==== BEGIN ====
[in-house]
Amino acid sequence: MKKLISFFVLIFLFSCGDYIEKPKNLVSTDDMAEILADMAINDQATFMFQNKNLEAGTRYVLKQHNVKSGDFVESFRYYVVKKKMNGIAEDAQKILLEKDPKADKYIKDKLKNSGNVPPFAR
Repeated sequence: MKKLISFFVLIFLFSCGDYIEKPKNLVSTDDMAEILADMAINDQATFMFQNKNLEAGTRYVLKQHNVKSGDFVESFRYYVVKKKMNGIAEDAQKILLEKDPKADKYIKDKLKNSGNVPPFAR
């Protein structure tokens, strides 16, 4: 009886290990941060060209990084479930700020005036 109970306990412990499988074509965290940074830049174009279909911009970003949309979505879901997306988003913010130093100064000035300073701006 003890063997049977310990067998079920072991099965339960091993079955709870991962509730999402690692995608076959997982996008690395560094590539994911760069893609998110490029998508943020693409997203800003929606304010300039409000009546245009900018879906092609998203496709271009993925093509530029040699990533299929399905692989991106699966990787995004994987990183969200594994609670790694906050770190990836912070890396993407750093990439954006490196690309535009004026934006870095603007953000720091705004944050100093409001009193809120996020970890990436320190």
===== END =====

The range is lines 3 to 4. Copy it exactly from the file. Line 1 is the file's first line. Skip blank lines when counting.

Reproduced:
Repeated sequence: MKKLISFFVLIFLFSCGDYIEKPKNLVSTDDMAEILADMAINDQATFMFQNKNLEAGTRYVLKQHNVKSGDFVESFRYYVVKKKMNGIAEDAQKILLEKDPKADKYIKDKLKNSGNVPPFAR
């Protein structure tokens, strides 16, 4: 009886290990941060060209990084479930700020005036 109970306990412990499988074509965290940074830049174009279909911009970003949309979505879901997306988003913010130093100064000035300073701006 003890063997049977310990067998079920072991099965339960091993079955709870991962509730999402690692995608076959997982996008690395560094590539994911760069893609998110490029998508943020693409997203800003929606304010300039409000009546245009900018879906092609998203496709271009993925093509530029040699990533299929399905692989991106699966990787995004994987990183969200594994609670790694906050770190990836912070890396993407750093990439954006490196690309535009004026934006870095603007953000720091705004944050100093409001009193809120996020970890990436320190």